By Nadine El-Guiddawy
On her way back home from college, 19-year-old Nada Walid took her last breath before passing away in a car accident on the ring road in February 2013.
Road accidents now take many lives in Egypt. Stopping the increase of deaths requires a strong initiative to address the message to the masses.
After this tragic car accident that led to a terrible loss, a foundation holding her name, The Nada Foundation for Safer Egyptian Roads, was established and licensed in August 2014.
The initiative was launched by her family members and closest friends in order to raise awareness about the seriousness of road accidents, specifically in Egypt.
The initiative’s main goal is to advocate the state and government to efficiently address the message and prioritise it through policies, infrastructure development and strict implementation of related laws.
Change is needed in Egypt for safer roads because any family member could be impacted by these terrible accidents.
“We must be aware that car accidents can affect anyone, and we want to avoid that someone might go through what we have been through. We must start taking this problem seriously,” said Nihad Shelbaya, Nada’s mother and one of the co-founders of the initiative.
Any citizen is susceptible to the damage caused by the car accidents, whether death or injuries. Egypt loses 12,000 lives each year in car accidents, according to a report by the World Health Organization (WHO) published in 2012.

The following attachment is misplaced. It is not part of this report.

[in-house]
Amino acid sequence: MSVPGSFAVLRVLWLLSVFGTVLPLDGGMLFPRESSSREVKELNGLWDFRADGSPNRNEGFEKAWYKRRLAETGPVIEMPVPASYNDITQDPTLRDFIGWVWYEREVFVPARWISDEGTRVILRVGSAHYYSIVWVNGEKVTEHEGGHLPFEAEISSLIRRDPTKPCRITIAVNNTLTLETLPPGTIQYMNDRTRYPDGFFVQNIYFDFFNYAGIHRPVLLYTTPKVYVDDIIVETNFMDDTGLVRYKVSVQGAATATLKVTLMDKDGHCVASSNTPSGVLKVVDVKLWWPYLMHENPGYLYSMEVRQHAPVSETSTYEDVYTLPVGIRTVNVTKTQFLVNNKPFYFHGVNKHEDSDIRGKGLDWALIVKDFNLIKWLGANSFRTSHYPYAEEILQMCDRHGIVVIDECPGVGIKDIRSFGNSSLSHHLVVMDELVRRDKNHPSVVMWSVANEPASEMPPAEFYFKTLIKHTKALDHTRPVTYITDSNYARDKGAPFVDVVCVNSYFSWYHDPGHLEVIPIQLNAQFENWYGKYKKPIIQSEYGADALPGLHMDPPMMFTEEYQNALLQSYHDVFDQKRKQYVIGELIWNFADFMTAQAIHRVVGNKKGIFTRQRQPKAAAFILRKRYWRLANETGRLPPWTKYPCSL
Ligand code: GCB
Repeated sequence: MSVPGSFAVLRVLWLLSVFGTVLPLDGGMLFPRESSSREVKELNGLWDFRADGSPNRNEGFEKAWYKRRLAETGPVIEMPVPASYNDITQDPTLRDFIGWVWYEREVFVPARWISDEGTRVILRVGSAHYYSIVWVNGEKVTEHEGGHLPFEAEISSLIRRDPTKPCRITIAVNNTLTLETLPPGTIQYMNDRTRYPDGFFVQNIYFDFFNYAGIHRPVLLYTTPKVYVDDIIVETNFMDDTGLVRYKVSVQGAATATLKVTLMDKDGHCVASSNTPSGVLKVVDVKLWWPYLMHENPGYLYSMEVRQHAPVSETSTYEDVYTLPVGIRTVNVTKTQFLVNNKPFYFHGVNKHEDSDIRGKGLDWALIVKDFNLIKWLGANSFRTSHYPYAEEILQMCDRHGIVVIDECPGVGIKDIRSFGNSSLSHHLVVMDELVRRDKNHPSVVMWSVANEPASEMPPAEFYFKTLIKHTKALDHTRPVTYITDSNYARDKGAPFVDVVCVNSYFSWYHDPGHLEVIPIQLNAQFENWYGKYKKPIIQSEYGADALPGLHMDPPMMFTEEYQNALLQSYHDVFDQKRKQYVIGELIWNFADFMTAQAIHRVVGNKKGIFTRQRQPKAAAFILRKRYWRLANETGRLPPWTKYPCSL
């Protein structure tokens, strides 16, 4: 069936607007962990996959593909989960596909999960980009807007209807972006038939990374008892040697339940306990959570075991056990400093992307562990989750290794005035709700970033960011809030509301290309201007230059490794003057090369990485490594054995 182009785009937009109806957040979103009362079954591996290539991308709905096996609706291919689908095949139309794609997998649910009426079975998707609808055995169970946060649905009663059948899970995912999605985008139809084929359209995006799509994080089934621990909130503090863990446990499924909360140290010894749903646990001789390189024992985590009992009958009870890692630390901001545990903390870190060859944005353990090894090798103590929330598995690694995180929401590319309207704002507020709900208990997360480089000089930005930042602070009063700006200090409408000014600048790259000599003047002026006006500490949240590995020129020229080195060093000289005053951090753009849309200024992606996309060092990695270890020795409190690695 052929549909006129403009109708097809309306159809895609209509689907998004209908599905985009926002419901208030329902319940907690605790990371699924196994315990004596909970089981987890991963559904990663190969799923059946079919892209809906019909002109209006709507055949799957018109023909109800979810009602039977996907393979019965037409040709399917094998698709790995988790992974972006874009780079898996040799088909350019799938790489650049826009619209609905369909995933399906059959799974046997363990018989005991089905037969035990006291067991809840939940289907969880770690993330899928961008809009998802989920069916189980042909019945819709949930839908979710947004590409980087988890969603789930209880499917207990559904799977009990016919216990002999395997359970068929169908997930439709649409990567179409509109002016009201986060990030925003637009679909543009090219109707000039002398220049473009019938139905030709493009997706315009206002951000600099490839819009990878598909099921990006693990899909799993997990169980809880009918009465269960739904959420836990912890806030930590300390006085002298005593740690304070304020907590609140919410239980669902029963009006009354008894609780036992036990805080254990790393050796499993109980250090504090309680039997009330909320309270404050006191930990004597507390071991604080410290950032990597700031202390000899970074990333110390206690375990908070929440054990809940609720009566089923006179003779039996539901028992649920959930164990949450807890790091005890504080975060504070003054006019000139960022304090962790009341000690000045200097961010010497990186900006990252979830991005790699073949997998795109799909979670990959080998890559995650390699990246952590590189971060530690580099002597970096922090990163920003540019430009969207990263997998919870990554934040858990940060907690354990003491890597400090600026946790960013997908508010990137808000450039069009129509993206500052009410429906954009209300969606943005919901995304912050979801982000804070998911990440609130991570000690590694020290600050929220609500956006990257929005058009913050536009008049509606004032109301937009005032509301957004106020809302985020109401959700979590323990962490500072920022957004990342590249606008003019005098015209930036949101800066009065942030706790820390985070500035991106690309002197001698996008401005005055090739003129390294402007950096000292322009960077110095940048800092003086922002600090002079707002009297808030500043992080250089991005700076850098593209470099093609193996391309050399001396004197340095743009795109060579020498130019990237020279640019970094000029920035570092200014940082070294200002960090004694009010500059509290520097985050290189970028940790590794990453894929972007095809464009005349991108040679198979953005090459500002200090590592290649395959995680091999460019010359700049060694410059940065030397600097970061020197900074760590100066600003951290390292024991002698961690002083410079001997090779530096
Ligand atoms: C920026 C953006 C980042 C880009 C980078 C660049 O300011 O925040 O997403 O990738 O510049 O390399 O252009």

Car accidents have disastrous impact on the population. It affects the most productive category of Egypt’s population, weakening the economy and reducing productivity, according to Shelbaya.
Road safety has become a global issue. “Egypt lacks safety features; its roads are not secured enough, laws related to driving are not strongly implemented and the infrastructure is in very poor condition that increases the rate of car accidents,” said Shelbaya.
The Nada Foundation was inaugurated on a large scale to reduce the death and injury rates due to car accidents. Their main vision is implemented through their four adopted strategies along different phases.
The campaign used social media to communicate their message. It started by raising awareness online about the enormity of the problem, communicating the terrible findings about car accidents in Egypt and getting people to realise to what extent they might be affected anytime anywhere.
The second strategy took place last summer while mobilising civil society and youth by changing their attitudes and impacting the behaviour of road users to a safer one.
“This was the most difficult phase but we actually succeeded in changing the behaviour for at least one month during the summer,” said Shelbaya.
After succeeding in modifying behaviour for one month, the Nada Foundation is now getting on ground with the civil society. Their campaign includes going to schools, as well as public and private universities to give live sessions in order to solve the disastrous epidemic.
One of the main upcoming on ground activities is their “Nada Route Safety” event in, which they will appear in Cairo Runners on 27 February to raise awareness and address their message to the mass.
The Foundation welcomes volunteers from different ages to help the project grow. Egyptians in their 20s are welcomed to volunteer in order to give the live sessions and older people are needed to be the experts and their advisors. Any further information is available on the Facebook page “The Nada Initiative for Safer Egyptian Roads” or their official website “nada-rdsafety.net”.